Paul Gartside's Flashboat is a fast rowboat, capable of handling rough water and easily converted to an oar cruiser by adding SOF decks and a tent arrangement for shelter at night. He also uses an innovative construction technique that results in a very light boat that can be easily car-topped.
“The Flashboat is a family favorite with its roots in England's West Country. This is a modified version of a Cornish racing skiff. Its construction is unusual, with thin marine ply bent in two directions, which gives high strength for very low weight. It is also more of a challenge to build than most plywood designs. Light, graceful and a dream to row, the design has also proved itself to be a versatile, dependable cruising boat. We have wandered far and wide in our Flashboats. During the summers of 1995 to 1997 we took one 3500 miles down the Yukon River, north up the coast, through Bering Strait and on to Barrow.“
|Paul Gartside's Flashboat|
The lines drawing above shows why she would be very easy to row... and fast. She would be very tender initially, but have great stability in rougher conditions... 3500 miles (5633km) on the Yukon River and Bering Strait demonstrate that rough water capability.
|Flashboat Awaiting Calmer Surf During the Yukon River/Bering Strait Cruise|
|Construction...note how the full-length keel helps provide directional control|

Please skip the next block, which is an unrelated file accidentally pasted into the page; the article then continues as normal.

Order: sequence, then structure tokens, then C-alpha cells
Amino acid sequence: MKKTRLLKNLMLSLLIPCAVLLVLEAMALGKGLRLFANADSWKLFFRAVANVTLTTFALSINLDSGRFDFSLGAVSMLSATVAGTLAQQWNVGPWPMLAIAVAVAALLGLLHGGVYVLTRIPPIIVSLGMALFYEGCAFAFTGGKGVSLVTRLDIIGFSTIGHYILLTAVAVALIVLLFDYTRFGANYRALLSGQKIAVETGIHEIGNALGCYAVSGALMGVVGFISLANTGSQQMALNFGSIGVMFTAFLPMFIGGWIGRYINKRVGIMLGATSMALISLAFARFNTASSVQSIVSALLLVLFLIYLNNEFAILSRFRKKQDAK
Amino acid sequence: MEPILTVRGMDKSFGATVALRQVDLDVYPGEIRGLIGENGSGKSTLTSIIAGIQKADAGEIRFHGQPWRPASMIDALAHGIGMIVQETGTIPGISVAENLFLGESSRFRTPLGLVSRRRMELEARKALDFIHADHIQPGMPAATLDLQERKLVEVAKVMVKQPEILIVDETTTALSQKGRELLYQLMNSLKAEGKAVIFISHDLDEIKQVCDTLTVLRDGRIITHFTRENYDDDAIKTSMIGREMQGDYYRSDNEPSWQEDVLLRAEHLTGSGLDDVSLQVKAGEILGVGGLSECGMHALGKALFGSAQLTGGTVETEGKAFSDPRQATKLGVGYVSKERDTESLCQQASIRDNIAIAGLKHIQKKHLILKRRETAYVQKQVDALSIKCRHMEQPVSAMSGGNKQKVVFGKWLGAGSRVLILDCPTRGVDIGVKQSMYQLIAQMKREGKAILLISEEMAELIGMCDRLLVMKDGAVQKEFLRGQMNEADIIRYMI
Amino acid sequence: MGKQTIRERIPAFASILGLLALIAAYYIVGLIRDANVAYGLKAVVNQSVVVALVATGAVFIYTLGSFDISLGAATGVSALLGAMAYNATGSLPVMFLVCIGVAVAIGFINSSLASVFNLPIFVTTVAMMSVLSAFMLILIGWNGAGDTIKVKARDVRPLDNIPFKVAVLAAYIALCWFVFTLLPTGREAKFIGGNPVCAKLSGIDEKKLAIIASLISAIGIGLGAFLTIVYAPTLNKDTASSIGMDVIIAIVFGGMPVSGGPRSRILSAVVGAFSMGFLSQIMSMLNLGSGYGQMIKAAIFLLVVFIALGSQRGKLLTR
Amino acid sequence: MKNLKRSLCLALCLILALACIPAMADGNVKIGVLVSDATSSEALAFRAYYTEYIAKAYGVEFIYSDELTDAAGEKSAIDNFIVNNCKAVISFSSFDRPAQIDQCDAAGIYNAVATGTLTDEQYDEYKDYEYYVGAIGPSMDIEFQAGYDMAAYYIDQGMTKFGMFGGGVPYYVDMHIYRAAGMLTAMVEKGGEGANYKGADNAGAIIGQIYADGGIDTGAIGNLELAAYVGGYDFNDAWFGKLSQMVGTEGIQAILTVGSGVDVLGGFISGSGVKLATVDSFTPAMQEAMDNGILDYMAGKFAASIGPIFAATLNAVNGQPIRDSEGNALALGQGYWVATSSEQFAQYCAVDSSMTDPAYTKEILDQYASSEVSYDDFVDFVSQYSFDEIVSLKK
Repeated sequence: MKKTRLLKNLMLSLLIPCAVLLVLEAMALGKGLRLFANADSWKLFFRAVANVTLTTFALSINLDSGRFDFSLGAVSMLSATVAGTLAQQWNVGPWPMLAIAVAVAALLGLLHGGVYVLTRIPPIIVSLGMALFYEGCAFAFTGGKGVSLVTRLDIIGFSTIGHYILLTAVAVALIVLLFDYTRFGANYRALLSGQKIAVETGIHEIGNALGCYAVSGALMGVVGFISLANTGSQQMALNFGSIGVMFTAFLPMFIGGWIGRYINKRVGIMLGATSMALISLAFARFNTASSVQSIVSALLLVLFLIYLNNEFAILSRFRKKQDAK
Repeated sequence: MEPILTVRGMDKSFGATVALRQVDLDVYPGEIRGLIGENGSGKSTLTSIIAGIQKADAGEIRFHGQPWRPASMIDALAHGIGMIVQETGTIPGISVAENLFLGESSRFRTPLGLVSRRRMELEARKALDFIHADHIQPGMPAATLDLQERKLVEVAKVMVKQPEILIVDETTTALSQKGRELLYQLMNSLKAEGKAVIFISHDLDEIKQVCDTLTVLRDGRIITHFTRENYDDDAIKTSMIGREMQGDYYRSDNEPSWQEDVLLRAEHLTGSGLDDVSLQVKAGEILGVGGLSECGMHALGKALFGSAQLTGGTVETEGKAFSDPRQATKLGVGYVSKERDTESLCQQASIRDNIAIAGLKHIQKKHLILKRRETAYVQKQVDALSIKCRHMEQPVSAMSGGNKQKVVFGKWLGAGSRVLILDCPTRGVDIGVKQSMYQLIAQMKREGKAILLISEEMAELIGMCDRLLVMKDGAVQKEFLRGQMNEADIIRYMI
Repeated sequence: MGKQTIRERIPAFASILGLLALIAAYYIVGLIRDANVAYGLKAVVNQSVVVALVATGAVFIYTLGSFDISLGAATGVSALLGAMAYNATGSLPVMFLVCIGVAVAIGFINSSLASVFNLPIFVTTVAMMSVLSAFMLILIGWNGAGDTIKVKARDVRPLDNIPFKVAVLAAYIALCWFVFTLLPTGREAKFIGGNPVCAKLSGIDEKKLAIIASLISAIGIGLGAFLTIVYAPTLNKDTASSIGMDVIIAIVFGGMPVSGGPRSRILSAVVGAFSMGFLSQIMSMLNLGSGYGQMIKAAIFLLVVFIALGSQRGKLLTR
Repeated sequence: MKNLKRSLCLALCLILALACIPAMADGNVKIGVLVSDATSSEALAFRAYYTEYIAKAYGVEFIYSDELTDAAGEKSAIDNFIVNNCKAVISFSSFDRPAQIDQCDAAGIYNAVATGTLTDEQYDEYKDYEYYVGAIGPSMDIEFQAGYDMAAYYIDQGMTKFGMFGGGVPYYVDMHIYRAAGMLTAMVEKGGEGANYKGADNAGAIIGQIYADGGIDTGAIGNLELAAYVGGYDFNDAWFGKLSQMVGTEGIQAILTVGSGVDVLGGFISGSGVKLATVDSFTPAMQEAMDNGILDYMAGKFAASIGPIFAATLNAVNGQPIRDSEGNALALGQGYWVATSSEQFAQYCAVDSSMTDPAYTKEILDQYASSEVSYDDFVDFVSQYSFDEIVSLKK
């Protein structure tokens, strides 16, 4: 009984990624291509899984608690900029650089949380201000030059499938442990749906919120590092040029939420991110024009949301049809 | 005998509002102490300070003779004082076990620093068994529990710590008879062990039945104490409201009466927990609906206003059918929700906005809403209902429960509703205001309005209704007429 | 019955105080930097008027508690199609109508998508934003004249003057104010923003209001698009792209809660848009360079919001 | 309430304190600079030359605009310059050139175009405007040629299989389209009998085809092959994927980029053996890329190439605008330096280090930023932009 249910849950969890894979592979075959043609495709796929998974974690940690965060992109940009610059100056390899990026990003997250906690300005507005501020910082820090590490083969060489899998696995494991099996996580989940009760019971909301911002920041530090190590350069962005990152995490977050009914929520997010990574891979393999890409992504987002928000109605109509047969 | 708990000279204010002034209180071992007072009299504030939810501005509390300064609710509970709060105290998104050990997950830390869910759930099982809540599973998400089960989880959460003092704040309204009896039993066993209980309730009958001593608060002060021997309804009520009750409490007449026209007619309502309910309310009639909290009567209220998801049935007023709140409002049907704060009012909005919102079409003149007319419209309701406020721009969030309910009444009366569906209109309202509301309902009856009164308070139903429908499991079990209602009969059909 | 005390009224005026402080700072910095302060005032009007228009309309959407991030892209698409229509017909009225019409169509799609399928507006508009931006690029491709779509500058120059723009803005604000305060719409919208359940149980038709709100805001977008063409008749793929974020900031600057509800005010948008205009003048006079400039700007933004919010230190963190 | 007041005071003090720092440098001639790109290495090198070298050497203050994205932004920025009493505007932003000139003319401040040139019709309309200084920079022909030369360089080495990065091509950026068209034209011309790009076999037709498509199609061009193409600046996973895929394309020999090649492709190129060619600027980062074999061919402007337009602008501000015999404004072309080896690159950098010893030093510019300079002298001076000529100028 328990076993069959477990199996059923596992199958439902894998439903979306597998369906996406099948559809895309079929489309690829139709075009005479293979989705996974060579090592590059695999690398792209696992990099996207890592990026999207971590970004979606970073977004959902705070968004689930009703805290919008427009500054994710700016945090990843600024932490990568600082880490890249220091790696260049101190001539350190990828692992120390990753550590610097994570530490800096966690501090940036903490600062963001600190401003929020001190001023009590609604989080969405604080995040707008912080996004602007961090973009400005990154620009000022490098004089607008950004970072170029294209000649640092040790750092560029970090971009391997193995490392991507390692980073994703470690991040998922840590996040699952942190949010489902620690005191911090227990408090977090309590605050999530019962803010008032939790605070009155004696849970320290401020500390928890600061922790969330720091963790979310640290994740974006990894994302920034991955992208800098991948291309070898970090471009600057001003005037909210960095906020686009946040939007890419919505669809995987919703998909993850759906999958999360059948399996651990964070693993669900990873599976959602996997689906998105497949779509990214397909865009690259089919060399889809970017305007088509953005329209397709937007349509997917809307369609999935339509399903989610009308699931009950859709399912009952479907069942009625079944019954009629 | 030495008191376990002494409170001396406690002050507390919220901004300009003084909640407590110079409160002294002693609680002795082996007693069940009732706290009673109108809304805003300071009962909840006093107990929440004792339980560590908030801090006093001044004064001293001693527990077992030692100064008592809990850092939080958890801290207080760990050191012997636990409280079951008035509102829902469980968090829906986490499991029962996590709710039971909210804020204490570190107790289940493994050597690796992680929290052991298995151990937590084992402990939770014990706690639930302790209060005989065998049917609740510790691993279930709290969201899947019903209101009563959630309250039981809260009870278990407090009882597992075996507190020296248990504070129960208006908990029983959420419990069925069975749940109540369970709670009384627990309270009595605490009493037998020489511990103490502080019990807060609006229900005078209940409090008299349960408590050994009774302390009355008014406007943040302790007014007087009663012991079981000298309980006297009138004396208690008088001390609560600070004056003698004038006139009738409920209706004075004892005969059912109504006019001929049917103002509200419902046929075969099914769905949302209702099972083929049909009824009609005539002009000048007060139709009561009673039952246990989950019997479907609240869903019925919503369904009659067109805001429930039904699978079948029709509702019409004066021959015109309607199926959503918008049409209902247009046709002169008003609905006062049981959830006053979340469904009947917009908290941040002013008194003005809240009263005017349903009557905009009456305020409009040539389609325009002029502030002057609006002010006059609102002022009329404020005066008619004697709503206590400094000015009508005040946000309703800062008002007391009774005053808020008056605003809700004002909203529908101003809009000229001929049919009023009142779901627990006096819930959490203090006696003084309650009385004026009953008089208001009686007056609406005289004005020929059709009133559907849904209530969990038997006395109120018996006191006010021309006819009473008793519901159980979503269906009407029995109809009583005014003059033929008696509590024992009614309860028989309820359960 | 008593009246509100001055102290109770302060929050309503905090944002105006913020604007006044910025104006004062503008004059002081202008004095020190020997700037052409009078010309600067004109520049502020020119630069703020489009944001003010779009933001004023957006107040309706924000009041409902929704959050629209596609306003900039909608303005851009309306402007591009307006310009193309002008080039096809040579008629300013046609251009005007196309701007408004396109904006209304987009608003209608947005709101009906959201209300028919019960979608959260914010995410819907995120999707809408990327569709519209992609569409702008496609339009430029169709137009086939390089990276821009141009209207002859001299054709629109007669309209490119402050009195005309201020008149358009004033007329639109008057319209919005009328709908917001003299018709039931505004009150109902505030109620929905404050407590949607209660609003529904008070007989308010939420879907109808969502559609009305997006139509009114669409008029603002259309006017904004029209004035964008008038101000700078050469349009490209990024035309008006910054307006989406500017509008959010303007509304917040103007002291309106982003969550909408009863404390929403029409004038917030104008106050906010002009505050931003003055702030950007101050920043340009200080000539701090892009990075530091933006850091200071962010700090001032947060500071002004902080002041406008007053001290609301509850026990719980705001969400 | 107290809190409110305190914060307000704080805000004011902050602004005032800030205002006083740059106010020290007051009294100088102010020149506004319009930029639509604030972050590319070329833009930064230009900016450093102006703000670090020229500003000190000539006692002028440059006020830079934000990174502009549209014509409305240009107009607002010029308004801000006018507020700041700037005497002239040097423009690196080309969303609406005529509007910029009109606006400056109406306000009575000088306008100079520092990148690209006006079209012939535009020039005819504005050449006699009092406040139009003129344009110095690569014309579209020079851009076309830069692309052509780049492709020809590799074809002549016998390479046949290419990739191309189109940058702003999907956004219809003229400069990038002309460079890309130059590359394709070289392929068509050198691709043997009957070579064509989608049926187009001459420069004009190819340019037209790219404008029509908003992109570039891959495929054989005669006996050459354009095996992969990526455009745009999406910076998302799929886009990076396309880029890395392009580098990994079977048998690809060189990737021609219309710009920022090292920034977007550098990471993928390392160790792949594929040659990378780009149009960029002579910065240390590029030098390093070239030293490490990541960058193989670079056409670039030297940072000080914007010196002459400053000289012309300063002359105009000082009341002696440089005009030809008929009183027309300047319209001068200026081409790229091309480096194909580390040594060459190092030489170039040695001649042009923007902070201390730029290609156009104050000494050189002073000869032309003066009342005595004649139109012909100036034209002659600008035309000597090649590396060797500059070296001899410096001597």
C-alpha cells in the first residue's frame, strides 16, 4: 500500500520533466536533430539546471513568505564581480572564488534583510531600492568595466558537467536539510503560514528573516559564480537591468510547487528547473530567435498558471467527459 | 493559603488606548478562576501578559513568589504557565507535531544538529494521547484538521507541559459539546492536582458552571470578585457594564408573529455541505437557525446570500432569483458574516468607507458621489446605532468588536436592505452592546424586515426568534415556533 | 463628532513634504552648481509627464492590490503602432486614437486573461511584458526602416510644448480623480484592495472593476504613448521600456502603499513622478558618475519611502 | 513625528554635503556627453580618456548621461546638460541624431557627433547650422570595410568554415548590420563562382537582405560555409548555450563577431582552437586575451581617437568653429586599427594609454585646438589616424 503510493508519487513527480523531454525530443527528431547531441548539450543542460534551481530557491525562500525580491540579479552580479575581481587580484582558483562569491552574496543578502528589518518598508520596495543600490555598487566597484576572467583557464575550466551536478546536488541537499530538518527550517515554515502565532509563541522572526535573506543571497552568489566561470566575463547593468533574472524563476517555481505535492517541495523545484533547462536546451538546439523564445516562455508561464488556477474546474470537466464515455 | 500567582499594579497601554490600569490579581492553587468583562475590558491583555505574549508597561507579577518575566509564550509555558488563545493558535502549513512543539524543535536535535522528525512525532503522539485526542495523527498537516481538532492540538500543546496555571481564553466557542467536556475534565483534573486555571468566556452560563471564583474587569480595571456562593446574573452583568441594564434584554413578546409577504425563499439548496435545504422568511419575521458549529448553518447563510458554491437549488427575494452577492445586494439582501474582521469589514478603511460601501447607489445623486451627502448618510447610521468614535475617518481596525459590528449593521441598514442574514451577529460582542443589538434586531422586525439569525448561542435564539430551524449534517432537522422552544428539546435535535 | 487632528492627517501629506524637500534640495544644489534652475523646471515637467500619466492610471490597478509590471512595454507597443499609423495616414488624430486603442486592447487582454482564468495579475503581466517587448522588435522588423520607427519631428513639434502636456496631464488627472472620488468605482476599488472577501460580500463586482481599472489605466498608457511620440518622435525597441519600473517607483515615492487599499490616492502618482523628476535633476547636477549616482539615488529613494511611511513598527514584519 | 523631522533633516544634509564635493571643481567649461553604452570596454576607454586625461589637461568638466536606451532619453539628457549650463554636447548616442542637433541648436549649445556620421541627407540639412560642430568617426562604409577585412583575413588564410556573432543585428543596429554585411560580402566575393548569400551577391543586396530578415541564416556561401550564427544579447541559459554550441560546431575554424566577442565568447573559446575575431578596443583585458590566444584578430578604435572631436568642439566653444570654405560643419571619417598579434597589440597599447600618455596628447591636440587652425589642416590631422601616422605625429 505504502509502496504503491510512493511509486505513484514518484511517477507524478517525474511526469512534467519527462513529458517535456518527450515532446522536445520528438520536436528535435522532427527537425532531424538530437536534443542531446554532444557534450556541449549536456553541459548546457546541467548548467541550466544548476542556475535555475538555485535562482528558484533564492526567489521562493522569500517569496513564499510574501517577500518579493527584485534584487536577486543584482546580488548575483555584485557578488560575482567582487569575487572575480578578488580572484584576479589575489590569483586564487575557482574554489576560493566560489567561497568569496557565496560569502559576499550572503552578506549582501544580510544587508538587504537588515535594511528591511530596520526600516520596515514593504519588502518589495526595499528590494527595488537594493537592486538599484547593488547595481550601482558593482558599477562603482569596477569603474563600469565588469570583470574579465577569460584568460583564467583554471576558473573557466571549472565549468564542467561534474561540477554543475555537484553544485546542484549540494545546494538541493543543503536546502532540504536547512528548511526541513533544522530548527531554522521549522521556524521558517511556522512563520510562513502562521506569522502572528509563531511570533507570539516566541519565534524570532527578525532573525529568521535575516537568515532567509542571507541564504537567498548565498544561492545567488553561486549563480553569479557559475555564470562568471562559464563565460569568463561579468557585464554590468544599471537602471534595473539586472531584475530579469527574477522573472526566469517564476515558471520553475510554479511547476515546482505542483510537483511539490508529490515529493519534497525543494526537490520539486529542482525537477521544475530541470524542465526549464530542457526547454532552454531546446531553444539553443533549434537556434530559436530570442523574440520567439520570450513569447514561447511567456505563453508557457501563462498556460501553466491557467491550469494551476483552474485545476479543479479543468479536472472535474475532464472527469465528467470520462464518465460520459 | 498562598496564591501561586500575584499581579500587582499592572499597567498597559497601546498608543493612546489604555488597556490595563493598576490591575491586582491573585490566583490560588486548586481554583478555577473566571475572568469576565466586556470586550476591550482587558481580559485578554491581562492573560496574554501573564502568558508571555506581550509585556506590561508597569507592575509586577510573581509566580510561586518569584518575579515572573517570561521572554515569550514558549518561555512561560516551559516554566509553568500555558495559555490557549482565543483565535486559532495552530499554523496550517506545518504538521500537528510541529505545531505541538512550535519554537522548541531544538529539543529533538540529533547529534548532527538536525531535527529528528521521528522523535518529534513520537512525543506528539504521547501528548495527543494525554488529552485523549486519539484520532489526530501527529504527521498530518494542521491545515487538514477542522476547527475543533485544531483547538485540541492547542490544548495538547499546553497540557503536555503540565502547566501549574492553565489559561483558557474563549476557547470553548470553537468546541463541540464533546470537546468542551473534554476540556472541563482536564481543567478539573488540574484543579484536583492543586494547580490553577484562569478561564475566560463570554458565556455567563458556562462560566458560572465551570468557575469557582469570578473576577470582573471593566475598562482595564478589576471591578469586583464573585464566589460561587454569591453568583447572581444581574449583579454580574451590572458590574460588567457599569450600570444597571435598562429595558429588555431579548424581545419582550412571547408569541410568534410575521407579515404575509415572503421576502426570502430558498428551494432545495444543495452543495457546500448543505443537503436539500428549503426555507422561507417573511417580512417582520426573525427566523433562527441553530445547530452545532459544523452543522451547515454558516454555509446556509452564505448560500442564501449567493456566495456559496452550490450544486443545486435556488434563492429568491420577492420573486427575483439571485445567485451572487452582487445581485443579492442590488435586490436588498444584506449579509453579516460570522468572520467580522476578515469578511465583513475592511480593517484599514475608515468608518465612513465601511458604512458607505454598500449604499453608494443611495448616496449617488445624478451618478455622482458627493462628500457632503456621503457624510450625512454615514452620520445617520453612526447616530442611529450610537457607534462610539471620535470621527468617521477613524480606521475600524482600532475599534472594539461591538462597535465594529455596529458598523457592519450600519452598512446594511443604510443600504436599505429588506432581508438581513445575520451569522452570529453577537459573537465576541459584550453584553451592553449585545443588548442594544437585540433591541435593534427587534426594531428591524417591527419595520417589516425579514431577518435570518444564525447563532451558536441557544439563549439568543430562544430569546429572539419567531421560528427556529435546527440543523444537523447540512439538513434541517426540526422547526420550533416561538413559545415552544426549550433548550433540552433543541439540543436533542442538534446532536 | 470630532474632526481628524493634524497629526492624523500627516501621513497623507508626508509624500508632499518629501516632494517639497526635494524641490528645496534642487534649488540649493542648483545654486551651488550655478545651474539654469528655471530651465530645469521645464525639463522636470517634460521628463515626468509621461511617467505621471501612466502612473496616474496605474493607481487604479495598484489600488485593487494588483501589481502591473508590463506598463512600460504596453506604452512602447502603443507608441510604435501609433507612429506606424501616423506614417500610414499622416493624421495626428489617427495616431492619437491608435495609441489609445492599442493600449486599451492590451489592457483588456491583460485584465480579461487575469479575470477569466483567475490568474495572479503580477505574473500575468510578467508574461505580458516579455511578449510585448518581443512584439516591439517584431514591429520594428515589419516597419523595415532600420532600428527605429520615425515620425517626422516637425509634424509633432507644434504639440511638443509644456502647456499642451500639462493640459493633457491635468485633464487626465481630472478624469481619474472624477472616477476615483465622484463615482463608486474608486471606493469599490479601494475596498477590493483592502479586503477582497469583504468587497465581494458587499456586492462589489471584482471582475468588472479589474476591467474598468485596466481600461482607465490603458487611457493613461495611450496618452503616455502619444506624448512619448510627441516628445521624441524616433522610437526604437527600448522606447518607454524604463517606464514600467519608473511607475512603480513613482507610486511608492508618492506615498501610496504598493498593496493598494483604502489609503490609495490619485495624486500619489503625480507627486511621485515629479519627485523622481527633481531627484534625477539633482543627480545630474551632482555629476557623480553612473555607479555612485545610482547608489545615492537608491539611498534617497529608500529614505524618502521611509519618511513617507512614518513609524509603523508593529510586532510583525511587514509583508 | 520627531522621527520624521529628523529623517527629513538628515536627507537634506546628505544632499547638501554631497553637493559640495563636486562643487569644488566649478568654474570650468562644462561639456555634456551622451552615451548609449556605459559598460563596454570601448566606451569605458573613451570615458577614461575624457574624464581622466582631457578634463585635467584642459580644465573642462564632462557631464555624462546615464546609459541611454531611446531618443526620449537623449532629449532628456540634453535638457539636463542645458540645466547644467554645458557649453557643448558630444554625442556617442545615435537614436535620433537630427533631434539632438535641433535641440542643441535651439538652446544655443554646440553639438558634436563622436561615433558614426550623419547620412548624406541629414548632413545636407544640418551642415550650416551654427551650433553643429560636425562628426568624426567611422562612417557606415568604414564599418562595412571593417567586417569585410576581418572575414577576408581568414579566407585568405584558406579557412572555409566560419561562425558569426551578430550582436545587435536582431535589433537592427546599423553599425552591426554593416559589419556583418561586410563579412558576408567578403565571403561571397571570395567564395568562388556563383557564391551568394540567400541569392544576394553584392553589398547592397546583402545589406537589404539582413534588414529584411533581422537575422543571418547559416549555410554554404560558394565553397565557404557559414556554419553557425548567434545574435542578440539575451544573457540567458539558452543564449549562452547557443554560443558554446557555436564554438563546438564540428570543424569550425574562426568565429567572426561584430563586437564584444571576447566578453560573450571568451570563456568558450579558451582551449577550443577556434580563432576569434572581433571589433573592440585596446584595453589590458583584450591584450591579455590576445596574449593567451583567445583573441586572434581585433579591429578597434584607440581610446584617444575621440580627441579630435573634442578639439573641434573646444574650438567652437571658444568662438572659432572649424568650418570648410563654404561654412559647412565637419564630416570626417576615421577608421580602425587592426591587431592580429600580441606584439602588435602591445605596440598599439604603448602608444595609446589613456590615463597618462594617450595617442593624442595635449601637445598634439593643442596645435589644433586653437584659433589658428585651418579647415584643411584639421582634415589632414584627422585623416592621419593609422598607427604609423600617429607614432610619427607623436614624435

- Length: 15' (4.6m)
- Beam: 4' 6" (1.4m)
- Depth amidships: 16.5" (419mm)
- Weight: 90 lbs (40.1kg)
- Sailing rig: dipping lugsail (Downwind only, no centerboard, daggerboard nor leeboard)
- Sail area: 47 sq .ft. (3.4 sq. m)
Paul on construction:
“It is built of four strakes of 1/8 in. plywood laid over a grid of sawn plywood frames and longitudinal stringers. Plywood this thin can be bent (tortured) into a compound curve, and in the bending becomes a very stiff structure. Building hours are very low (180 hours or so), but there is a little more to this than more conventional plywood construction. It has a properly rabbeted stem; also some patience is required to work the lower strakes into place.”“This building method requires very little temporary work. The frames are sawn from 3/8 in. plywood, left long and set up on the building frame. The backbone assembly notches into them and the transom is fitted. Longitudinal stringers are notched into the frames at the plank lands. Planking is glued and fastened to the backbone and stringers with temporary screws. In order to stiffen the bottom, the floorboards are also let into the frames before planking.”
Flashboat would make a beautiful, fast and sea-worthy oar cruiser... let us know what you think.